The next superintendent of Clovis Municipal Schools can’t be one dimensional and succeed. That person must bring multiple talents to the challenges he or she will face.
In short, the ideal candidate must be politically astute, a creative and persuasive problem-solver, proactive and visionary, understand and handle diversity issues, and, above all, be someone who can unite and lead an education community that is quickly changing and sometimes uncomfortable with its evolution.
Finding the right person will take time. Fortunately, the district has that luxury, thanks to veteran educator G.C. Ross. He has agreed to be interim superintendent until June 30.
We applaud the school board for hiring Ross and allowing plenty of time to fill this position. Ross, 66, retired three years ago after a 36-year career in Clovis schools that included 15 years as assistant superintendent for instruction. School board members unanimously trumpeted his ability to guide the district for seven months.
As successful as Clovis has been recently in academic improvements, building and equipment updates, and with several sports programs, the district will attract many candidates starting Jan. 3. And their diverse backgrounds and experiences will require careful consideration.
Ross steps in for Neil Nuttall, who left after 7 1/2 years to accept the president’s job at North Central Missouri College.
In an e-mail exchange with the Clovis News Journal earlier this month, Nuttall outlined several challenges his successor will face. Among those will be legislation in Santa Fe.
“The funding changes over the next few years will be significant and require new revenue coming to school districts,” Nuttall wrote. “… Our voice and influence must be present in the Legislature during this development. Knowledge and experience in working with finance is very important.”
The new superintendent also must adapt to federal mandates in the No Child Left Behind Act, he stated. “We must not abandon our efforts to develop learning opportunities for all children.” The new superintendent must bring knowledge and experience with high-risk children, Nuttall wrote, and a “… demonstrated commitment to innovation and research-based educational developments.”
We would add that Clovis’ top municipal educator should also strive to develop ways to return control of schools to local communities, even knowing that state and federal meddling will not go away anytime soon. He or she must guide Clovis to a point where its students meet national and local standards, which should be even higher.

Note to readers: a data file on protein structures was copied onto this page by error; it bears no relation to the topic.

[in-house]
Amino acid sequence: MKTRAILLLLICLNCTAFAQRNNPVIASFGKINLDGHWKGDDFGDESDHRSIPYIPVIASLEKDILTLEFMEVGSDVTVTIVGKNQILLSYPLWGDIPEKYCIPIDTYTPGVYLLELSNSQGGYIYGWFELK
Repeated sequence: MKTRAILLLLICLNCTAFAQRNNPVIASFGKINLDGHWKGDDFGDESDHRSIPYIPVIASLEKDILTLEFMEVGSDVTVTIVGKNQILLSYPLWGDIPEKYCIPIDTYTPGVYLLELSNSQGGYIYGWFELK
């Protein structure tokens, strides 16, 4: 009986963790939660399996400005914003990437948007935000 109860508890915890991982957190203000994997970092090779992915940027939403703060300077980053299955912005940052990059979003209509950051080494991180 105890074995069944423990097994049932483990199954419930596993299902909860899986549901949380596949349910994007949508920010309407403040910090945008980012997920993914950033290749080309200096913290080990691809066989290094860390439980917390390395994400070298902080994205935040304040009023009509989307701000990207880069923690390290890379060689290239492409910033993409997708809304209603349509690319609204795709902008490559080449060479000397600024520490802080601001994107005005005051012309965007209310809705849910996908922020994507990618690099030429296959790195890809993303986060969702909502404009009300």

A key component of Nuttall’s legacy will remain his ability to upgrade the district’s infrastructure. So the new superintendent must be capable of completing capital outlay projects that Nuttall and his leaders started, but then outline a plan for more. That means working closely with state legislators and the governor’s office so they are aware of our needs, and convincing them we are responsible with our requests.
Most everyone with an interest in Clovis’ public schools can agree on these common goals:
• Improve test scores — that should be every school’s No. 1 priority, every year.
• Increase graduation rates.
• Involve more students in extracurricular activities.
• Improve security to ensure that every student and teacher feels safe.
• Improve communication between administrators, teachers and staff.
The new superintendent will be charged with finding ways to accomplish all those goals. That is far easier to say than to achieve in a community where well-meaning people don’t always agree on the best path to take. Disagreeing yet still moving forward is a requirement if our children are to receive the best education possible in Clovis.
The school board will accept applications through Feb. 28, review them and announce five finalists in March. The salary will be about $100,000.
School board member Terry Martin said all discussions and decisions related to Nuttall’s replacement will be done in open meetings. We’re glad to hear that. Public involvement is a key step to a successful search.
That doesn’t mean the most vocal contingent automatically gets its way, only that it should be heard publicly so the board can learn what the others think before hiring a new superintendent.